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Jesus’ Resurrection



The events after the death of Jesus are:
1. The burial of Jesus (Mt 27:57-61, Mk 15:42-47, Lk 23:50-56, Jn 19:38-42).
2. The guard at the tomb (Mt 27:62-66).
3. The resurrection of Jesus (Mt 28:1-10, Mk 16:1-8, Lk 24:1-12, Jn 20:1-10).
4. The appearance to Mary Magdalene (Mk 16:9-11, Jn 20:11-18).
5. The appearance to two disciples (Mk 16:12-13, Lk 24:13-35).
6. The appearance to the disciples in Jerusalem (Lk 24:36-49, Jn 20:19-23)
7. The report of the guards (Mt 28:11-15)


The resurrection of Jesus is an act of the Most Holy Trinity. All the three persons of God involved in Jesus’ resurrection according to the Bible. St. Paul writes, “Christ was raised from the dead by the glory of the Father” (Rom 6:4). Examples of other references of God the Father raising Jesus are Acts 2:32; 2:24; 10:40; 13:30 and Galatians 1:1. Jesus himself came back to life according to John 2:19: “Destroy this temple and in three days I will raise it up.” In John 10:18, Jesus said that he had the power to lay his life down, and power to take it up again. Paul in Romans 8:11 and Peter in 1 Peter 3:18 specify that the Spirit of God raised Jesus from the dead. Thus, we see the involvement of all persons of the Most Holy Trinity in the resurrection of Jesus.


Third day does not mean 72 hours or three full days. Jews of Jesus’ time counted even a part of the day as one day. So, the death of Jesus at 3:00 P.M. on Friday and burial before 6:00 P.M. on the same day was the first day. Friday from 6:00 P.M. to Saturday, 6:00 P.M. was the second day. Early morning before sunrise on Sunday was the third day. Thus, Jesus rose early morning on the third day.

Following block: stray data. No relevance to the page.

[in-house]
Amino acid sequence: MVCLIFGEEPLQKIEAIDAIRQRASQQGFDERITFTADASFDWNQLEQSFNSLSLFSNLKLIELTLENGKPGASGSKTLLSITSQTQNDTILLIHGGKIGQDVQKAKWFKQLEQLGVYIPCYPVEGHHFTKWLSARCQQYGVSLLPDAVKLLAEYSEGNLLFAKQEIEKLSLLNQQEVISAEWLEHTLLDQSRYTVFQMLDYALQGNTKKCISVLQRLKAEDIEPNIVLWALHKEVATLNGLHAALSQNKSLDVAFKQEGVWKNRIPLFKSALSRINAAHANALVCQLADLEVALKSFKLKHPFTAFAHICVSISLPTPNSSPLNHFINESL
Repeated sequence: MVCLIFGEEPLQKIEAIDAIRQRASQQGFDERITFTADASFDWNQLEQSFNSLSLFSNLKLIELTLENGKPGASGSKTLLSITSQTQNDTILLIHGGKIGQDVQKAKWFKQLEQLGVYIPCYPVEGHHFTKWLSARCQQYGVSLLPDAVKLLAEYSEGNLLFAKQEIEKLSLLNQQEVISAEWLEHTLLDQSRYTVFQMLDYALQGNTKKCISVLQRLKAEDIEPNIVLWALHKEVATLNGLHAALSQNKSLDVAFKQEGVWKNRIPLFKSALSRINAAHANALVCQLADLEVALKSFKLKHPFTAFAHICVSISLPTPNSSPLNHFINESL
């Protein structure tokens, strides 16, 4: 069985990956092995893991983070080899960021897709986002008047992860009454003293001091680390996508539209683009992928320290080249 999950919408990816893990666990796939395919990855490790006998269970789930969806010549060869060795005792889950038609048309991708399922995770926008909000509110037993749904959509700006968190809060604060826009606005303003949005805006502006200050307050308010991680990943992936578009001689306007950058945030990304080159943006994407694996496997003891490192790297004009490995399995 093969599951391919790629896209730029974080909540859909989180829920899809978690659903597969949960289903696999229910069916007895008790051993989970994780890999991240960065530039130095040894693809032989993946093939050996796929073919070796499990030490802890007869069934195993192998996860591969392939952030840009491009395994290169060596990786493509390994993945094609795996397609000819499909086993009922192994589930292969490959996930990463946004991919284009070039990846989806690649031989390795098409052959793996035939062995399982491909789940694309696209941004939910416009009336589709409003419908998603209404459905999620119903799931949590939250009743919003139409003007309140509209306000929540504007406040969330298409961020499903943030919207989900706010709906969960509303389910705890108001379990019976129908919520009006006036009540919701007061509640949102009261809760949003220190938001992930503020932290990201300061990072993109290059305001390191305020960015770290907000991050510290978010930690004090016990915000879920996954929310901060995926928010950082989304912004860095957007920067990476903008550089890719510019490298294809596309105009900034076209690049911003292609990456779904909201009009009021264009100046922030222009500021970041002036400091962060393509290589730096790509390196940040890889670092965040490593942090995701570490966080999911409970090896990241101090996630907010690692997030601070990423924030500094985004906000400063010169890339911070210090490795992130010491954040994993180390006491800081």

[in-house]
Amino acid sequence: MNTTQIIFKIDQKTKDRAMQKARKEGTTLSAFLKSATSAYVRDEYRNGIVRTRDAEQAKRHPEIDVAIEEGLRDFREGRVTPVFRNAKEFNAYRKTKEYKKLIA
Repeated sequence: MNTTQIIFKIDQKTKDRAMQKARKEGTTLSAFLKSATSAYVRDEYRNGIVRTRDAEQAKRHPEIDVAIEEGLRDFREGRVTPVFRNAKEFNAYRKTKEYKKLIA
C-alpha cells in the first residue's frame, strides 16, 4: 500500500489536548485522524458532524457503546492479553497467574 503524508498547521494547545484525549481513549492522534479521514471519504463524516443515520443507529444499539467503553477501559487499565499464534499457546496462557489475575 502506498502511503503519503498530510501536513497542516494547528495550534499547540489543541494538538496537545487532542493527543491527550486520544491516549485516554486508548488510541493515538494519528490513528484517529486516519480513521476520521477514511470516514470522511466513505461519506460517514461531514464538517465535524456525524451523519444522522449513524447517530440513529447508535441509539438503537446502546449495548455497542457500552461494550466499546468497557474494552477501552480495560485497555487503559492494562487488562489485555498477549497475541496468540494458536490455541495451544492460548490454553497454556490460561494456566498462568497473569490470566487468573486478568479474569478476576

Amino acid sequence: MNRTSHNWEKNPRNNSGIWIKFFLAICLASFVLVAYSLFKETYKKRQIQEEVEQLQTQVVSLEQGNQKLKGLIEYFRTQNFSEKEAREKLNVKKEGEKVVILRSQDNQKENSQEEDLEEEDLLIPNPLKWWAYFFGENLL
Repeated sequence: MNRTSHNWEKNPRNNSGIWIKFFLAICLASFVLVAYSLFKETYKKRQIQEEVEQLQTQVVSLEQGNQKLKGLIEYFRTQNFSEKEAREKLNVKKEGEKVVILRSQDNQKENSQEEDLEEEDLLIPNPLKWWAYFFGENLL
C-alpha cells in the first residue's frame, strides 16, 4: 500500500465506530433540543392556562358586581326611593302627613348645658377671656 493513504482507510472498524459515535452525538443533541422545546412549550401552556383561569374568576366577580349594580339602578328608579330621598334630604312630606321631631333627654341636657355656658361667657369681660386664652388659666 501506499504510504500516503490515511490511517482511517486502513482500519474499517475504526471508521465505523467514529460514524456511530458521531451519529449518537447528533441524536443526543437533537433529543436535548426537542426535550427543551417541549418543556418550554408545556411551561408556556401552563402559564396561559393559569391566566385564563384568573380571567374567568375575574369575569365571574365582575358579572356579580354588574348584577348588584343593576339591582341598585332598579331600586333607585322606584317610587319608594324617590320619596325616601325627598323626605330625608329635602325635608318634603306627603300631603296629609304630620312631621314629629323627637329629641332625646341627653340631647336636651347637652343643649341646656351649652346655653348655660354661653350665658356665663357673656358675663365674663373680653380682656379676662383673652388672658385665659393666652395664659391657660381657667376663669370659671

Jesus had appeared to his disciples “during forty days and speaking about the kingdom of God” (Acts 1:3). The following are the recorded appearances of Jesus after his resurrection:

1. To Mary Magdalene in Jerusalem on the Resurrection Sunday (Jn 20:11-18, Mk 16:9-11).

2. To a group of women in Jerusalem on Resurrection Sunday as the Synoptic gospels present: “Mary Magdalene and the other Mary” (Mt 28:1,9), “Mary Magdalene, Mary, the mother of James, and Salome” (Mk 16:1), “Mary Magdalene, Joanna, and Mary the mother of James; the others who accompanied them” (Lk 24:10).

3. To Simon Peter in Jerusalem on the Resurrection Sunday (Lk 24:34, 1 Cor 15:5).

4. To Cleopas and his companion on the road from Jerusalem to Emmaus on the Resurrection Sunday (Lk 24:13-35).

5. To ten apostles, excluding Thomas, in Jerusalem on the Resurrection Sunday (Jn 20:19-25).

6. To the eleven apostles, including Thomas, in Jerusalem on the eighth day after the Resurrection (Jn 20:26-29).

7. To seven disciples, “Simon Peter, Thomas called Didymus, Nathanael from Cana in Galilee, Zebedee’s sons, and two others of his disciples” (Jn 21:2), who were fishing at the Sea of Tiberias in Galilee within weeks after the resurrection and before the ascension on the fortieth day.

8. To the eleven disciples at a mountain in Galilee within a few weeks after the resurrection (Mt 28:16-20).